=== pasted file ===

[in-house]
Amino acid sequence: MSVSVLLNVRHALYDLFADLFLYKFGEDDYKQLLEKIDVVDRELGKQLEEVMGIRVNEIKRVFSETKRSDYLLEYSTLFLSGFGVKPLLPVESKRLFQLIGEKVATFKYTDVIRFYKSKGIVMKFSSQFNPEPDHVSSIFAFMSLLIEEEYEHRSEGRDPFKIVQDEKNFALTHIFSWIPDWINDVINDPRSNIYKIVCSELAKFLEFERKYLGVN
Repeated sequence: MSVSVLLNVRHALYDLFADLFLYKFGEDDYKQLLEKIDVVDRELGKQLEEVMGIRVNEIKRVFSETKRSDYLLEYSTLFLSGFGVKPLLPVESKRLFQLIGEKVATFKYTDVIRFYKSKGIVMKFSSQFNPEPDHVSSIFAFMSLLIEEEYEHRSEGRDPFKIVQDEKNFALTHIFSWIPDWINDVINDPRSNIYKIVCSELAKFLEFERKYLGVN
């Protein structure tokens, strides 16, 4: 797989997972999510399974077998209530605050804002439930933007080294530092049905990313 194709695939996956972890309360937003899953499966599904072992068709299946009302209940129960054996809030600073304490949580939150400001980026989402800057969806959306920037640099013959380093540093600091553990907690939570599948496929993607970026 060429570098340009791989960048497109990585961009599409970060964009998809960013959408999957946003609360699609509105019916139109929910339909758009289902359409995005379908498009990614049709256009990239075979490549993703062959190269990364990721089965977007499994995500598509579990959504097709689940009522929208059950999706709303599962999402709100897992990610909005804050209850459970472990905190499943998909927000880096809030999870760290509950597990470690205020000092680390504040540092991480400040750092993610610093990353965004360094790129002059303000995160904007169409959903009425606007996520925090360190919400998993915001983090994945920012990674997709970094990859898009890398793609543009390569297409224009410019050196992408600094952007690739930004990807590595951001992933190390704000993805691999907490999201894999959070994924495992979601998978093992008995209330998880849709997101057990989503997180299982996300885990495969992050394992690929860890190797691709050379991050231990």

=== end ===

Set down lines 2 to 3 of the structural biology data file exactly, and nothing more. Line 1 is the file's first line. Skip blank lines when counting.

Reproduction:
Amino acid sequence: MSVSVLLNVRHALYDLFADLFLYKFGEDDYKQLLEKIDVVDRELGKQLEEVMGIRVNEIKRVFSETKRSDYLLEYSTLFLSGFGVKPLLPVESKRLFQLIGEKVATFKYTDVIRFYKSKGIVMKFSSQFNPEPDHVSSIFAFMSLLIEEEYEHRSEGRDPFKIVQDEKNFALTHIFSWIPDWINDVINDPRSNIYKIVCSELAKFLEFERKYLGVN
Repeated sequence: MSVSVLLNVRHALYDLFADLFLYKFGEDDYKQLLEKIDVVDRELGKQLEEVMGIRVNEIKRVFSETKRSDYLLEYSTLFLSGFGVKPLLPVESKRLFQLIGEKVATFKYTDVIRFYKSKGIVMKFSSQFNPEPDHVSSIFAFMSLLIEEEYEHRSEGRDPFKIVQDEKNFALTHIFSWIPDWINDVINDPRSNIYKIVCSELAKFLEFERKYLGVN